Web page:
'Small is beautiful' is a European project aimed at illustrating how microsystems perform. Microsystems, or minute devices, are playing an increasingly important role in our society. Airbags in cars are controlled by Microsystems no bigger than a fingernail and electronic noses detect whether or not food is fresh. During science week, the project participants from the UK will present an exhibition in Manchester, UK, demonstrating the products, applications and developments of the future of micro-intelligence. The exhibition's four main themes will be mobility, daily life, work and communication. A conference will also take place in Manchester on 6 to 10 November.

'Energetic friends' is a collection of ten projects selected by the European Commission from a competition open to teams of young scientists aged between 12 and 18, supported by an adult, from Estonia, Latvia or Finland. Projects had to relate to energy. Finalists will present their work with the aid of multimedia resources in Tallinn, Estonia between 5 and 8 November.

Text :

Remarks :

Data Source Provider : European Commission, Research DG
Document Reference : Based on an event announcement
Programme Acronym : FRAMEWORK 6C, SCIENCE-SOCIETY C
Subject Index Codes : Scientific Research, Education, Training
Contact Person : For further information, please consult the following web address:
http://www.cordis.lu/scienceweek

Below are the contact details for the seven projects selected by
the European Commission:

EuroPAWS:
E-mail: events@europaws.globalnet.co.uk
http://www.europaws.org

Life in the Universe
E-mail: monica.de.pasquale@cern.chWebsite
http://www.lifeinuniverse.org

Biotech Europe
E-mail: info_en@infoplanetproject.com
or
E-mail: 100715.331@compuserve.com
http://www.terra-eu.org

Infoplanet
E-mail: a.picano@innova-eu.net
http://www.infoplanetproject.com

PUSH 2001
E-mail: m.pazzagli@dfc.unifi.it
or
E-mail: campbellAK@cardiff.ac.uk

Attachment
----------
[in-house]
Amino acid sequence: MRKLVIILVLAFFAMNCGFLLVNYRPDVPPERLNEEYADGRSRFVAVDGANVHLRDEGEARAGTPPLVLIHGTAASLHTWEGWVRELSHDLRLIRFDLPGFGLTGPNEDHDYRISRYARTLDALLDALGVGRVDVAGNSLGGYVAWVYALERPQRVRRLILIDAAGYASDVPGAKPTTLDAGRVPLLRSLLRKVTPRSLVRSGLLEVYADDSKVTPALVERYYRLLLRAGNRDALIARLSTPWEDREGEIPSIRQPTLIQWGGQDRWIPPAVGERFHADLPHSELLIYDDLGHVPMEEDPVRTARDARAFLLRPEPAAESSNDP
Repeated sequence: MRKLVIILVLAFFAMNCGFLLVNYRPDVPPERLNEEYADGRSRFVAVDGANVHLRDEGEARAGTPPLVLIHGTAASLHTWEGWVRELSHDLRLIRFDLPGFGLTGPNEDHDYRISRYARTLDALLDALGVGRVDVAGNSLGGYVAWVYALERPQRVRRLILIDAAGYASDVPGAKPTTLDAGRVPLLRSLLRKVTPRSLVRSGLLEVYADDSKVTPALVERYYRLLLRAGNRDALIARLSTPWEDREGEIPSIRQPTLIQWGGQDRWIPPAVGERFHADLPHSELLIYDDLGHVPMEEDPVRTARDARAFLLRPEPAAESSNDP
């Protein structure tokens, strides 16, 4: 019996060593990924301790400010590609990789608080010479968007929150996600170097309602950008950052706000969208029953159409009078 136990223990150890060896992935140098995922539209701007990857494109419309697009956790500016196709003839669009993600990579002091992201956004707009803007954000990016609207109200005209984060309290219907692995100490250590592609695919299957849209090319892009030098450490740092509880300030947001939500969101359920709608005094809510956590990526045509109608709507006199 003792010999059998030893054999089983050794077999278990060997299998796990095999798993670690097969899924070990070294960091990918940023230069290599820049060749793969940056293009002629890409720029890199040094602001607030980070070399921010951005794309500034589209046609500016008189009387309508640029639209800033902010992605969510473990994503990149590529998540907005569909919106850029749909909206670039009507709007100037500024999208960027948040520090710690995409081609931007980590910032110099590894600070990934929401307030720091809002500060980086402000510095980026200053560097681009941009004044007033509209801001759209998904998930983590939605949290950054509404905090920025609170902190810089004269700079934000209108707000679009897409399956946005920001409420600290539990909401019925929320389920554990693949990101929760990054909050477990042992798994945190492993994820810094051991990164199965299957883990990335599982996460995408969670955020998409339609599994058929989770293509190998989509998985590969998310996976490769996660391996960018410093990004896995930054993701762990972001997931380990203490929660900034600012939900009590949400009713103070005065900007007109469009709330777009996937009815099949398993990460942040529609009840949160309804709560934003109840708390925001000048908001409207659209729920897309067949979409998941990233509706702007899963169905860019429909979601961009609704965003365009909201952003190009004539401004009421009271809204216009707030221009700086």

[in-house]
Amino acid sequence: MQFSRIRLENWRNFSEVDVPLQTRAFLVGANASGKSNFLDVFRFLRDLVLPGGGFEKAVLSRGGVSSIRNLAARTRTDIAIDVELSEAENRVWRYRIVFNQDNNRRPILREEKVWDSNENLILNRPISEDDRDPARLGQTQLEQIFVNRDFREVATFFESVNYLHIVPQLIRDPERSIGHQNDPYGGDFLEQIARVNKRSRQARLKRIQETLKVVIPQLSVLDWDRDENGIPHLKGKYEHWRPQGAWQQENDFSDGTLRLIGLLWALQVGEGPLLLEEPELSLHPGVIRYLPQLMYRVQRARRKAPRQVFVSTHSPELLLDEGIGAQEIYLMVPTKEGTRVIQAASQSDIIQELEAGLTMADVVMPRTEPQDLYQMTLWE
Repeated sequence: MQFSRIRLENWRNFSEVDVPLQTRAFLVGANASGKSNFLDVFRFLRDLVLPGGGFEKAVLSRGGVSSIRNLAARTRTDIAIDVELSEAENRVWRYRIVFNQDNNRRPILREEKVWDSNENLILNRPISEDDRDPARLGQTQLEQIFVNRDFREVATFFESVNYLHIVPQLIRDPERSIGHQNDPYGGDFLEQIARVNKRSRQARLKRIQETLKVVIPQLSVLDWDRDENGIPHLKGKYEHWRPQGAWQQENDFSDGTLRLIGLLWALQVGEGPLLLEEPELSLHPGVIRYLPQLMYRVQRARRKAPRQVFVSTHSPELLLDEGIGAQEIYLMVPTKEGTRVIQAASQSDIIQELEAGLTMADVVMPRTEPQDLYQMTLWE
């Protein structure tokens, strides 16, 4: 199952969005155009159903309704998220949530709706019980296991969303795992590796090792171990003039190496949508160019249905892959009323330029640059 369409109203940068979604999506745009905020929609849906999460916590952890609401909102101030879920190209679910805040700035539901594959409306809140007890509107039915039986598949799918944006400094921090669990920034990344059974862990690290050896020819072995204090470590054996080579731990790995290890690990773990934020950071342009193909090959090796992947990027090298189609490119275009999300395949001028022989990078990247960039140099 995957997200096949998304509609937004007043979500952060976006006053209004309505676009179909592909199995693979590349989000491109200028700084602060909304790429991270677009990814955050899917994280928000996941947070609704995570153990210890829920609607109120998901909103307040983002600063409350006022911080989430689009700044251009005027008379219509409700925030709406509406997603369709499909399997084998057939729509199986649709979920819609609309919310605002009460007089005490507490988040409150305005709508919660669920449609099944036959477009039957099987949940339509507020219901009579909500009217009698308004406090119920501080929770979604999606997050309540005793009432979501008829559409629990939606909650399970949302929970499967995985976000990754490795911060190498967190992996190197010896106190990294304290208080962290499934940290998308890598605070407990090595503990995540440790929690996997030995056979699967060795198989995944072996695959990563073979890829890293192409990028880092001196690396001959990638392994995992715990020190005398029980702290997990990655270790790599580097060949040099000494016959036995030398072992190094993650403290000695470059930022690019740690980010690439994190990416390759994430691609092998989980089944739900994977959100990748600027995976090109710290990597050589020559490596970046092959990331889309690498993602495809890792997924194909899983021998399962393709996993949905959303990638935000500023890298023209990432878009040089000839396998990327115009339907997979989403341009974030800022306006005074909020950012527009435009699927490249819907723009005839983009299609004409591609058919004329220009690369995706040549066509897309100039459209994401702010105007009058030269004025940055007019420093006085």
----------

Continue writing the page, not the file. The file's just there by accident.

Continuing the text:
or
E-mail: peter.bergsten@medcellbiol.uu.se
http://www.poggio-imperiale.it/push2001/welcome.html
http://www.darwincentre.com

Small is beautiful
E-mail: micro-world@vdivde-it.de
http://www.micor-worlds.org

Energetic Friends
E-mail: kertu@energiakeskus.ee
http://www.energeticfriends.org

Journalists wishing to attend any of the events should contact:
Michel Claessens
Tel: +32-2-295 9971
E-mail: michel.claessens@cec.eu.int

or

Melanie Kitchener
Tel: +32-2-295 0686
E-mail: Melanie.kitcheners@cec.eu.int


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4. Patinnova identifies European patent problems - could Denmark solve them?

Record Control Number : 17564

Date : 2001-10-31

Category : Miscellaneous

General Information :

The conference conclusions of the Patinnova 2001 event held in Cardiff from 15 to 17 October point to the perennial problem of effective patenting being largely out of the reach for European SMEs (small and medium sized enterprises) . Translation, litigation and agent costs all mean that it is an expensive business for SMEs to apply for patents and even costlier to defend them.

But a report compiled by the Danish Ministry of trade and industry puts forward a new proposal on how to address the situation. Publicly subsidised legal expense insurance would, according to the report, give SMEs the financial cushion enabling them to defend patents. Too many of those who infringe patents do so knowing that the patent owner will not have the means to defend it.

Not only would this scheme help the SMEs to defend the results of their research and development (R&D) , it would also encourage more SMEs to carry out R&D. Many SMEs are currently shying away from significant investment in R&D, aware that there is little chance of defending the patents on their results effectively if they are breached.